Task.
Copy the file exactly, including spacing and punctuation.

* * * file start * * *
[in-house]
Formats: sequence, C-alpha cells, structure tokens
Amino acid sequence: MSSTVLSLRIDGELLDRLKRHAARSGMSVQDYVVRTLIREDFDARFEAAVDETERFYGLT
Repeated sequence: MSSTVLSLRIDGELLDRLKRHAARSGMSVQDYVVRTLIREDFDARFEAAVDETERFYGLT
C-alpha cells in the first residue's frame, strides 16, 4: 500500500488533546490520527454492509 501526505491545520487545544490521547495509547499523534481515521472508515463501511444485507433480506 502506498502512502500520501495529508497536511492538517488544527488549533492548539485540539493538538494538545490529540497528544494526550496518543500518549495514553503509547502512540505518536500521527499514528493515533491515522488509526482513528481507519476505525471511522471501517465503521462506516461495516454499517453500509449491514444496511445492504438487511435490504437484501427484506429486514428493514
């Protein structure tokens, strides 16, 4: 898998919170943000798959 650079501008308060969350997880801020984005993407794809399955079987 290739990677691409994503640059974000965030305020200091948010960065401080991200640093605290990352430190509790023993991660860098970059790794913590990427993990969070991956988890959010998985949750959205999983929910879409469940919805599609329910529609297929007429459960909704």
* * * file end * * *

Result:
[in-house]
Formats: sequence, C-alpha cells, structure tokens
Amino acid sequence: MSSTVLSLRIDGELLDRLKRHAARSGMSVQDYVVRTLIREDFDARFEAAVDETERFYGLT
Repeated sequence: MSSTVLSLRIDGELLDRLKRHAARSGMSVQDYVVRTLIREDFDARFEAAVDETERFYGLT
C-alpha cells in the first residue's frame, strides 16, 4: 500500500488533546490520527454492509 501526505491545520487545544490521547495509547499523534481515521472508515463501511444485507433480506 502506498502512502500520501495529508497536511492538517488544527488549533492548539485540539493538538494538545490529540497528544494526550496518543500518549495514553503509547502512540505518536500521527499514528493515533491515522488509526482513528481507519476505525471511522471501517465503521462506516461495516454499517453500509449491514444496511445492504438487511435490504437484501427484506429486514428493514
């Protein structure tokens, strides 16, 4: 898998919170943000798959 650079501008308060969350997880801020984005993407794809399955079987 290739990677691409994503640059974000965030305020200091948010960065401080991200640093605290990352430190509790023993991660860098970059790794913590990427993990969070991956988890959010998985949750959205999983929910879409469940919805599609329910529609297929007429459960909704």